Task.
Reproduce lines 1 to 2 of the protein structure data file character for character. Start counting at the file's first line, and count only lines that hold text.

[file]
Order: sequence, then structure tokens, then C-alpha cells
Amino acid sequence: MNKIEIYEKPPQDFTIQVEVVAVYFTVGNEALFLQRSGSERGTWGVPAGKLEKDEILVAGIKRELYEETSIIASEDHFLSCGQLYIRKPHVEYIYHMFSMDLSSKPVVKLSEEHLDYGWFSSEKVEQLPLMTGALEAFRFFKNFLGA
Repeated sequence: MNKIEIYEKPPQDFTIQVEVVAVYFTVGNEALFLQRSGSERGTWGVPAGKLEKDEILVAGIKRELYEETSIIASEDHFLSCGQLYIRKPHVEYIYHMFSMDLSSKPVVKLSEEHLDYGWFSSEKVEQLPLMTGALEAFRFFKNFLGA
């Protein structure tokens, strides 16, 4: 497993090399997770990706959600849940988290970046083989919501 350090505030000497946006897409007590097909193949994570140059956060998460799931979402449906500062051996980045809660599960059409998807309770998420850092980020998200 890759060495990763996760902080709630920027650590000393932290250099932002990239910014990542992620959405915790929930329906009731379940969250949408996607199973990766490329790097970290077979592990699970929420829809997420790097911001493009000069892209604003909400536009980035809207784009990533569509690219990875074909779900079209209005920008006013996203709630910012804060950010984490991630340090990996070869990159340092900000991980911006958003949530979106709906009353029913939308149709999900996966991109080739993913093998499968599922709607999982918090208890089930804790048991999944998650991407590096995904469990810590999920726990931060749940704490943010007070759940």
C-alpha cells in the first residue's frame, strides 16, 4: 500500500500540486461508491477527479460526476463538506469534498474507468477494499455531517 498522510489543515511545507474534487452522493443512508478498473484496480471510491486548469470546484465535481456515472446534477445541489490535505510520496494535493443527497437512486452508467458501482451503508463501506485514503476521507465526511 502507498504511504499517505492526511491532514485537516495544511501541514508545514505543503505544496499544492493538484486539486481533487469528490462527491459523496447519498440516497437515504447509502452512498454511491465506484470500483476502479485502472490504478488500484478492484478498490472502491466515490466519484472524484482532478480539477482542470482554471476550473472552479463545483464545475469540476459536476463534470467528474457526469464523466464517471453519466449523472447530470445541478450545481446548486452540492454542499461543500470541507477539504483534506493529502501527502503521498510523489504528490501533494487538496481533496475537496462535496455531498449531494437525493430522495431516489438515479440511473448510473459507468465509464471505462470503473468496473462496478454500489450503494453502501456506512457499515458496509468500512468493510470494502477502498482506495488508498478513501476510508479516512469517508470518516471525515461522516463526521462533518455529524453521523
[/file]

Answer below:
Order: sequence, then structure tokens, then C-alpha cells
Amino acid sequence: MNKIEIYEKPPQDFTIQVEVVAVYFTVGNEALFLQRSGSERGTWGVPAGKLEKDEILVAGIKRELYEETSIIASEDHFLSCGQLYIRKPHVEYIYHMFSMDLSSKPVVKLSEEHLDYGWFSSEKVEQLPLMTGALEAFRFFKNFLGA